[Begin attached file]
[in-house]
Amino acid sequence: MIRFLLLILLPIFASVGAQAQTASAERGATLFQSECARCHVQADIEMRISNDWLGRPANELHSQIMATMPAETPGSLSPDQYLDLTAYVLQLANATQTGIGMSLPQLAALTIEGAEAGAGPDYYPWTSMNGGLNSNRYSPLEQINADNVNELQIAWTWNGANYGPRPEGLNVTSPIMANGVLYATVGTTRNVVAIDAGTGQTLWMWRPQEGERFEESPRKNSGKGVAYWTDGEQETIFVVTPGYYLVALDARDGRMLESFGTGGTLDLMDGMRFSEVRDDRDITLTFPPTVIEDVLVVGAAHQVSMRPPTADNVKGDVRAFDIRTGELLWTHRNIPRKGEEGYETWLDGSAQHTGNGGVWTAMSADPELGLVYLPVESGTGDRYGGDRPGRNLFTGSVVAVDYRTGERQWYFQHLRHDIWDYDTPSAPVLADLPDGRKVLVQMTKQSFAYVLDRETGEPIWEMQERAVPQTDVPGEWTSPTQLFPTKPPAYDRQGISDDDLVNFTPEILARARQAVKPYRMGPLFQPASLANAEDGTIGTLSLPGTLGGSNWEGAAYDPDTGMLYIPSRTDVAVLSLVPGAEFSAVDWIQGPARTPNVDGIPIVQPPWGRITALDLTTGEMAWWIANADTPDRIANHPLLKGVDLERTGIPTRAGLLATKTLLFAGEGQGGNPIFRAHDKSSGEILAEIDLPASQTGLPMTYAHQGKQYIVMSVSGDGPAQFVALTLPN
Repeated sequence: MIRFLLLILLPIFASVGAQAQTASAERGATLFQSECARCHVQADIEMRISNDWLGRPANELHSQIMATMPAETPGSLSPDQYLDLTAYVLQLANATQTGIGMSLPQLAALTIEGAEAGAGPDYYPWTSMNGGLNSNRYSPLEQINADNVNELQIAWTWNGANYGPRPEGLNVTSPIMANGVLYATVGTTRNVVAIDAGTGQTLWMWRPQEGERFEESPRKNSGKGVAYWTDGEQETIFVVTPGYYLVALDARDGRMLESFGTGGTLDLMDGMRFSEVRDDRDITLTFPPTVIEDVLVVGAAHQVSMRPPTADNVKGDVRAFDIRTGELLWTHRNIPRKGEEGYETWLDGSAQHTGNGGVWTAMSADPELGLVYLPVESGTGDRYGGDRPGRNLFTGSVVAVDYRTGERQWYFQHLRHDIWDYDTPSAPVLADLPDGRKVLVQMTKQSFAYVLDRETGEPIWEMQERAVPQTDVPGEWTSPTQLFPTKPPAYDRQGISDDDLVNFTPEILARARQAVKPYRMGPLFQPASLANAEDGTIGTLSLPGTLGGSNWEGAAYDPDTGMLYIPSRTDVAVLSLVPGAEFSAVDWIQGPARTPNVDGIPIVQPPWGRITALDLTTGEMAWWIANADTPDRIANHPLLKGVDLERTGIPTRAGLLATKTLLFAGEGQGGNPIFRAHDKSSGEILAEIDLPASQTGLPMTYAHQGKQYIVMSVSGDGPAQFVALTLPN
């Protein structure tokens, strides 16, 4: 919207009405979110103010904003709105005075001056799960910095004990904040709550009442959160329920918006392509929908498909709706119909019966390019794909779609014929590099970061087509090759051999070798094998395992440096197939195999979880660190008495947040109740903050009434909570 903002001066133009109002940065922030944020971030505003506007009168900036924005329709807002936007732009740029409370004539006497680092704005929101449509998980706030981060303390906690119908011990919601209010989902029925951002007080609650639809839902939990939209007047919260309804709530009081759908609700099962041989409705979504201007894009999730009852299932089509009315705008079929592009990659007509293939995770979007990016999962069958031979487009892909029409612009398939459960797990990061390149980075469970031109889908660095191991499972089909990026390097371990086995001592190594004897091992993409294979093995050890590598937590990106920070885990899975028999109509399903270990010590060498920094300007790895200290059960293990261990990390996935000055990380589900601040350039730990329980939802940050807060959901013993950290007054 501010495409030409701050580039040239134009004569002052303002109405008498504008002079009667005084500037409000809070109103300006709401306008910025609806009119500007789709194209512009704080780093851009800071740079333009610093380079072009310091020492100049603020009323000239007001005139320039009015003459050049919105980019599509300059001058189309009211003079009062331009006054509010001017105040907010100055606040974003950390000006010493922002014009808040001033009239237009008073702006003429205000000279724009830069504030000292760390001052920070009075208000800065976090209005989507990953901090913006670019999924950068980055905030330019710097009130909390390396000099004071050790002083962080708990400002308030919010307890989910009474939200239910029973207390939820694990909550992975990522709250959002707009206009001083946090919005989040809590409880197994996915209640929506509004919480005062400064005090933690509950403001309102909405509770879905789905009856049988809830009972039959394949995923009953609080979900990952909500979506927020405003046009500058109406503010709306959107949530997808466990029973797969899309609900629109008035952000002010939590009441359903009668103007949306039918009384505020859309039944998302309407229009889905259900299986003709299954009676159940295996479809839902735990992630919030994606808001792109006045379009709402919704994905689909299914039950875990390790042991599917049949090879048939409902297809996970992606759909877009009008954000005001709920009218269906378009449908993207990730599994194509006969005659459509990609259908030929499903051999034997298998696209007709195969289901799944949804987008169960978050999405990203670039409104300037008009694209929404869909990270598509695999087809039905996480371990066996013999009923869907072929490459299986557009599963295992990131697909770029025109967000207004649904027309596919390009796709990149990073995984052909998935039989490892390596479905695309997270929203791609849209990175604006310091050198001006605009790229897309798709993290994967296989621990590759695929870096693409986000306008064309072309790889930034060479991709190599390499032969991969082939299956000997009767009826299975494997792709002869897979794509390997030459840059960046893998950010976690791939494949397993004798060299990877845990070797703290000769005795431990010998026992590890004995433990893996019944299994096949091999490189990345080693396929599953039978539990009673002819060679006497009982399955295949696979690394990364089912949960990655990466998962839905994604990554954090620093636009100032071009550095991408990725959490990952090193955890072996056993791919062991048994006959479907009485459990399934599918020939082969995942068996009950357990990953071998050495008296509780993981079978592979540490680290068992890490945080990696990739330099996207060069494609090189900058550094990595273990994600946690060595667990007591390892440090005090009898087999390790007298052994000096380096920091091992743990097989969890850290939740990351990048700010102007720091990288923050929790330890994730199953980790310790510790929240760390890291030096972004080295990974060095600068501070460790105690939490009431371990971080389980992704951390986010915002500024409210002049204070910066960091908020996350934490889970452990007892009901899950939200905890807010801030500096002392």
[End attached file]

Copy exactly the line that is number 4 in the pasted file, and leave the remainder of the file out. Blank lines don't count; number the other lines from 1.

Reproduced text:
């Protein structure tokens, strides 16, 4: 919207009405979110103010904003709105005075001056799960910095004990904040709550009442959160329920918006392509929908498909709706119909019966390019794909779609014929590099970061087509090759051999070798094998395992440096197939195999979880660190008495947040109740903050009434909570 903002001066133009109002940065922030944020971030505003506007009168900036924005329709807002936007732009740029409370004539006497680092704005929101449509998980706030981060303390906690119908011990919601209010989902029925951002007080609650639809839902939990939209007047919260309804709530009081759908609700099962041989409705979504201007894009999730009852299932089509009315705008079929592009990659007509293939995770979007990016999962069958031979487009892909029409612009398939459960797990990061390149980075469970031109889908660095191991499972089909990026390097371990086995001592190594004897091992993409294979093995050890590598937590990106920070885990899975028999109509399903270990010590060498920094300007790895200290059960293990261990990390996935000055990380589900601040350039730990329980939802940050807060959901013993950290007054 501010495409030409701050580039040239134009004569002052303002109405008498504008002079009667005084500037409000809070109103300006709401306008910025609806009119500007789709194209512009704080780093851009800071740079333009610093380079072009310091020492100049603020009323000239007001005139320039009015003459050049919105980019599509300059001058189309009211003079009062331009006054509010001017105040907010100055606040974003950390000006010493922002014009808040001033009239237009008073702006003429205000000279724009830069504030000292760390001052920070009075208000800065976090209005989507990953901090913006670019999924950068980055905030330019710097009130909390390396000099004071050790002083962080708990400002308030919010307890989910009474939200239910029973207390939820694990909550992975990522709250959002707009206009001083946090919005989040809590409880197994996915209640929506509004919480005062400064005090933690509950403001309102909405509770879905789905009856049988809830009972039959394949995923009953609080979900990952909500979506927020405003046009500058109406503010709306959107949530997808466990029973797969899309609900629109008035952000002010939590009441359903009668103007949306039918009384505020859309039944998302309407229009889905259900299986003709299954009676159940295996479809839902735990992630919030994606808001792109006045379009709402919704994905689909299914039950875990390790042991599917049949090879048939409902297809996970992606759909877009009008954000005001709920009218269906378009449908993207990730599994194509006969005659459509990609259908030929499903051999034997298998696209007709195969289901799944949804987008169960978050999405990203670039409104300037008009694209929404869909990270598509695999087809039905996480371990066996013999009923869907072929490459299986557009599963295992990131697909770029025109967000207004649904027309596919390009796709990149990073995984052909998935039989490892390596479905695309997270929203791609849209990175604006310091050198001006605009790229897309798709993290994967296989621990590759695929870096693409986000306008064309072309790889930034060479991709190599390499032969991969082939299956000997009767009826299975494997792709002869897979794509390997030459840059960046893998950010976690791939494949397993004798060299990877845990070797703290000769005795431990010998026992590890004995433990893996019944299994096949091999490189990345080693396929599953039978539990009673002819060679006497009982399955295949696979690394990364089912949960990655990466998962839905994604990554954090620093636009100032071009550095991408990725959490990952090193955890072996056993791919062991048994006959479907009485459990399934599918020939082969995942068996009950357990990953071998050495008296509780993981079978592979540490680290068992890490945080990696990739330099996207060069494609090189900058550094990595273990994600946690060595667990007591390892440090005090009898087999390790007298052994000096380096920091091992743990097989969890850290939740990351990048700010102007720091990288923050929790330890994730199953980790310790510790929240760390890291030096972004080295990974060095600068501070460790105690939490009431371990971080389980992704951390986010915002500024409210002049204070910066960091908020996350934490889970452990007892009901899950939200905890807010801030500096002392």